No, not THAT “O” word! I’m talking about the “O” word that strikes terror into most mortal human beings who somehow managed to survive High School English. I’m talking about Outlining!

I’m here to tell you that outlining has been given a bad rap, and I’m not just speaking from a retired teacher’s point of view.

I know most people shudder uncontrollably at the thought of Roman Numeral main ideas and Capital Letter subtopics and little numbers and then lower case letters breaking down the details into teensy-tiny specifics, but that’s not the only way to outline. In my teaching career, I taught outlining by clustering, mind-mapping, and graphic organizing, just to name a few methods.

The way I personally “outline” is more like the storyboard of a motion picture screenplay. It’s totally scene-driven, adding in random details from my compiled and semi-organized notes list. I can write as detailed or as vague as I want. This will be my writing guide, and no one will ever see it but me.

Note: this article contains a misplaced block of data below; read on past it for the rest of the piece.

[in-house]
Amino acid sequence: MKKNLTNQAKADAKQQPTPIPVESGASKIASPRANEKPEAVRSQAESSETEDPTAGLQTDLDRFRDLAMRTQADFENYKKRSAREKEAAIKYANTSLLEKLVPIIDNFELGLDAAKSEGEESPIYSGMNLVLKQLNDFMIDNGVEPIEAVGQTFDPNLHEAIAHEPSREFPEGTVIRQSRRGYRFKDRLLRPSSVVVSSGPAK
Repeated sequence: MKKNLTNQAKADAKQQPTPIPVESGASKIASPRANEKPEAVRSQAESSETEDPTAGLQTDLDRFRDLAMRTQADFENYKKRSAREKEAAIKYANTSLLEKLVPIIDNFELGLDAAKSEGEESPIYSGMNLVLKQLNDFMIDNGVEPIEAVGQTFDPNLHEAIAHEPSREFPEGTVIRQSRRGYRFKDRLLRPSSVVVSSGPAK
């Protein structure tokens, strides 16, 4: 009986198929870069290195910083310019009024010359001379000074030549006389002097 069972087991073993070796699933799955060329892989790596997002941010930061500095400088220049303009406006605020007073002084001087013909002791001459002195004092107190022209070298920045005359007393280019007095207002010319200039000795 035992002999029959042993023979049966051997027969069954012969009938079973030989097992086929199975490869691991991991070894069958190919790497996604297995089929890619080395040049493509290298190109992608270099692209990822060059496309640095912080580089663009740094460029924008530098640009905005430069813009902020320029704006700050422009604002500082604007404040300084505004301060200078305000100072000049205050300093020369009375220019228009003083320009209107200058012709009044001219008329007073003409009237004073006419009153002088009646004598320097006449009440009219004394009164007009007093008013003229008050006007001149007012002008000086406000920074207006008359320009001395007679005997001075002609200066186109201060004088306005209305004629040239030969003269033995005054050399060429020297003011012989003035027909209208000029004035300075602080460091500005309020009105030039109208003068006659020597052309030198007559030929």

Using a stream-of-consciousness style of writing out my thoughts, the computer has made it quite easy to not only “tell the story,” but also go back to insert, delete, and rearrange to my heart’s content. Mostly, I find myself inserting greater specifics as they occur to me, or as I find something else I want to add from my notes.

Book One had an 18-page narrative outline, roughly broken down into 20 chapters. When I actually wrote the book, the outline kept me (loosely) on track. Some chapters went along pretty much as expected, but most of them surprised me, while still moving me toward the ultimate finish.

Book Two’s outline may not be quite as long. But then again, it might be. I’m not sure, as it’s not finished yet. But it’s started, I’m about 10 pages into it, and that is certainly something to celebrate!